As if that wasn’t bad enough, the granddaughter of his old enemy, Black Gazelle had developed super powers. He congratulated himself: hiring the super hero to work at one of his banks had been a good idea. But how long would it take before she discovered her boss’s true identity?

Then there was the fact that the Black Gazelle bank had been robbed. It wasn’t a terrible concern, as he knew he’d simply have the robbers killed and the money returned, but it was still an annoyance he didn’t need.

That’s when he heard the fighting outside his door. He spun around to face his desk. Opening one of the drawers, he took out a shotgun. He aimed it at the door.

Finch kicked the door open, with two bags full of cash in his hands. He laughed, as Sting shot the last remaining guards on the floor.

“Gryzlov! Fancy meeting you here!” Indicating the shotgun in Gryzlov’s hands, he giggled, “You always were a man with a plan. Well, don’t worry. We just came here for a quick hello.”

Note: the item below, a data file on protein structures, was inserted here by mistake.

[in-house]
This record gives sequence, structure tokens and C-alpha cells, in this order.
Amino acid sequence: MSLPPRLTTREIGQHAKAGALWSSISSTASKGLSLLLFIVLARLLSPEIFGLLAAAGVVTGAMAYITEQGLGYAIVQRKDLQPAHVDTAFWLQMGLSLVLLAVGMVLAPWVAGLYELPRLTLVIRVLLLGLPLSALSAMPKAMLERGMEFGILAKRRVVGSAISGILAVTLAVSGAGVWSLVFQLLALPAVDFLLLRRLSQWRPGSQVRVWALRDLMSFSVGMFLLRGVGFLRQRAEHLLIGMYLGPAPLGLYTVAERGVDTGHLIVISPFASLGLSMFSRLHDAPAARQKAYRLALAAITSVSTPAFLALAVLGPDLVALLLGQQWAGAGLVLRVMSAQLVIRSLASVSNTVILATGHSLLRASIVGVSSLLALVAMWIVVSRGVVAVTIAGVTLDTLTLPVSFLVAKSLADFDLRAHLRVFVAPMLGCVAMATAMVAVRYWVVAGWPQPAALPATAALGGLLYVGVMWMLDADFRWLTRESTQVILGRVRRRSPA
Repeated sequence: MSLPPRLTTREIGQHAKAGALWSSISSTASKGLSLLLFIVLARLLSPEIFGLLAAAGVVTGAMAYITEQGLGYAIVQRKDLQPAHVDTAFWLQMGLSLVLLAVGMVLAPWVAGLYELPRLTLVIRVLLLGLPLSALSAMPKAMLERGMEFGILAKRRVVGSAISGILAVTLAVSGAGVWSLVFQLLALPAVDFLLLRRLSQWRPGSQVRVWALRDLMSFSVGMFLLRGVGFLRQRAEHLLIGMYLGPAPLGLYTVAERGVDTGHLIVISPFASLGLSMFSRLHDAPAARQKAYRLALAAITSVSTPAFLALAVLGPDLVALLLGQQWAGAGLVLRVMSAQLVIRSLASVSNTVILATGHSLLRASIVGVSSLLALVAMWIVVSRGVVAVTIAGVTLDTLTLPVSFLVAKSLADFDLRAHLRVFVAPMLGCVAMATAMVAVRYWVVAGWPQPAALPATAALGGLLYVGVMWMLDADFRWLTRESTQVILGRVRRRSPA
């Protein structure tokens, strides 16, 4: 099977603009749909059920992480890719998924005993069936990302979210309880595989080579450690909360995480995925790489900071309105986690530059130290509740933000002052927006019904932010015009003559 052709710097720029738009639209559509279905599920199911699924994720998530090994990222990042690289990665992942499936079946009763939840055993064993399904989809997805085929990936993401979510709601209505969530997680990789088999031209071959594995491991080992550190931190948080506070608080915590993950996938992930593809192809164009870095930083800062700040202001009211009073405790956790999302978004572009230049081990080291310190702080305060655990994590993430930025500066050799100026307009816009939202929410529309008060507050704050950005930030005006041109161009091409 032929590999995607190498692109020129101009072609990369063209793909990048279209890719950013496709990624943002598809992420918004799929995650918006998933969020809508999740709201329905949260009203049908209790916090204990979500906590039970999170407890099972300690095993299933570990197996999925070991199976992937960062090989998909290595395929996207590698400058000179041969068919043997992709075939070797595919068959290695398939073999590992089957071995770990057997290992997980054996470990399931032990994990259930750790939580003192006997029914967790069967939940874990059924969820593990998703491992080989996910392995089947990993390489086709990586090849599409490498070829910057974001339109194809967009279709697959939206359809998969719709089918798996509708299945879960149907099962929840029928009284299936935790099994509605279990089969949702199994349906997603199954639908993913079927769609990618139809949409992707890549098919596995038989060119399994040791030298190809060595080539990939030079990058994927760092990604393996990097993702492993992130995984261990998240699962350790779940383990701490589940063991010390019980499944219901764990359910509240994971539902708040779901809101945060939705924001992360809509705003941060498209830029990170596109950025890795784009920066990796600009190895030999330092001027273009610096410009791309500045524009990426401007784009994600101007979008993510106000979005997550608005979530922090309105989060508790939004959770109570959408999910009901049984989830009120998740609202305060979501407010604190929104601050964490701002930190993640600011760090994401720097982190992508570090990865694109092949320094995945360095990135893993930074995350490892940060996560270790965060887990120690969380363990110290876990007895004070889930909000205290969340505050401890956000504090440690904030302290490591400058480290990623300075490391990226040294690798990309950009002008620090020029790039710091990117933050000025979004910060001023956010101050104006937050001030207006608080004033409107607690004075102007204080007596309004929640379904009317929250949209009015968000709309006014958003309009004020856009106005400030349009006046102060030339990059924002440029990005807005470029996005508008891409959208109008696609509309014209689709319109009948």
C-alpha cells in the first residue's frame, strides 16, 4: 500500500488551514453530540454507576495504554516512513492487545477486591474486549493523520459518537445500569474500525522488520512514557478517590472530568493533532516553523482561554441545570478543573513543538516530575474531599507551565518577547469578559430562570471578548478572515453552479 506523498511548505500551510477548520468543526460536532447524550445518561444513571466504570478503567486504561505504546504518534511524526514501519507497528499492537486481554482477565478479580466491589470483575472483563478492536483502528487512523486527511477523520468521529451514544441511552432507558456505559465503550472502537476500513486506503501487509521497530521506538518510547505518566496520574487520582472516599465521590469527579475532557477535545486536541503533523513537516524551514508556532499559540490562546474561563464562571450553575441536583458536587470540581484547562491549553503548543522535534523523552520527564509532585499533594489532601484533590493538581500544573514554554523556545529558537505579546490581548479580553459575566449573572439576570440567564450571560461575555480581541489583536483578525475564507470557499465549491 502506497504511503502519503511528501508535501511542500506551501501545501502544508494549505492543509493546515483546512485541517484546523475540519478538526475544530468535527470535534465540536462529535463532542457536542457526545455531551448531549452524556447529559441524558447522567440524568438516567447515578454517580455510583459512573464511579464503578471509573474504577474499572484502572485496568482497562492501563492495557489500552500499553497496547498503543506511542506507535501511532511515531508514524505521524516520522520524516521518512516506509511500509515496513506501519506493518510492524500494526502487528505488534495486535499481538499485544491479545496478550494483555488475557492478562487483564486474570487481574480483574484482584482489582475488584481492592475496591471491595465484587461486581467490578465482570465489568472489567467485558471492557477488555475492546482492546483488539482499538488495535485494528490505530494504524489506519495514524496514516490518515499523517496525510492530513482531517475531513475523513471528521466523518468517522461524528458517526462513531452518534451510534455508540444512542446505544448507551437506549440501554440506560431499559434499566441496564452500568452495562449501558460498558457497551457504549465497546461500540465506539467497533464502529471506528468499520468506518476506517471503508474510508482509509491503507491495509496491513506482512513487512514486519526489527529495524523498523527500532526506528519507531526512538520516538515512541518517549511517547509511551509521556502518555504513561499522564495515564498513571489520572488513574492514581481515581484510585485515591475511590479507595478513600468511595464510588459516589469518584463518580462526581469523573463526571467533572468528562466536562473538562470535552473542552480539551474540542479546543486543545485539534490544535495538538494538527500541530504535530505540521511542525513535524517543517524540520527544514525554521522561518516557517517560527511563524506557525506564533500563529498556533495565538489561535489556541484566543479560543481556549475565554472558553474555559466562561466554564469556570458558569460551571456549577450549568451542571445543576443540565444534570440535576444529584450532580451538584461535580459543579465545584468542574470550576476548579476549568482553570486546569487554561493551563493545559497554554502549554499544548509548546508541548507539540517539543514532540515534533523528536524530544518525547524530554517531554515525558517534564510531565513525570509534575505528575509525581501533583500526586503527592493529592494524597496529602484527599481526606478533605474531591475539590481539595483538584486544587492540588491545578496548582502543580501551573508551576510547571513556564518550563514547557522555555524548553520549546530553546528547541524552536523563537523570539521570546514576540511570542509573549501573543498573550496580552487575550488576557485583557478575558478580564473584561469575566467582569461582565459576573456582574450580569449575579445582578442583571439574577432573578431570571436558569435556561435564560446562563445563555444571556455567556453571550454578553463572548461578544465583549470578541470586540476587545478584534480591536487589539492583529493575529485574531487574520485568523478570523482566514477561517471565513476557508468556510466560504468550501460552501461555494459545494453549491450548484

Gryzlov wasn’t entirely sure whether he should laugh or get angry, “Finch. Did you just shoot assault my entire security team?”

“Don’t worry, all’s good. We made sure every one of ‘em died,” Finch said, setting the money bags on Gryzlov’s desk.

“How is that good?” Gryzlov said, looking at his old friend with confusion.

“Dead people don’t have vendettas!” Finch said, “Gee, Gryzlov, this business thing has changed you. What happened to your bloodthirst?”

“I’m 87, Finch,” Gryzlov said, speaking to Finch in a quiet tone, “I’ve calmed down. You should, too.”

“Nonsense!” Finch said, “I’ve had more fun today than I’ve had in decades! Did you realize that Black Gazelle had a grandkid?”

“Yes, that’s why I hired her,” Gryzlov said, “Now, who’s your partner?” Gryzlov asked, indicating the man in the Richard Nixon mask.

“Ya don’t remember your good old buddy, Sting?” Sting asked, taking off his mask.

For the first time in the meeting, Gryzlov smiled, “So we’re having a reunion.”

“Yeah. Y’know, we should put the old gang back together,” Finch said, excited, “This has been a great time.”

Gryzlov shook his head, “I’m a new man, Finch. But if you two wanted to continue with this, I might have some uses for you.”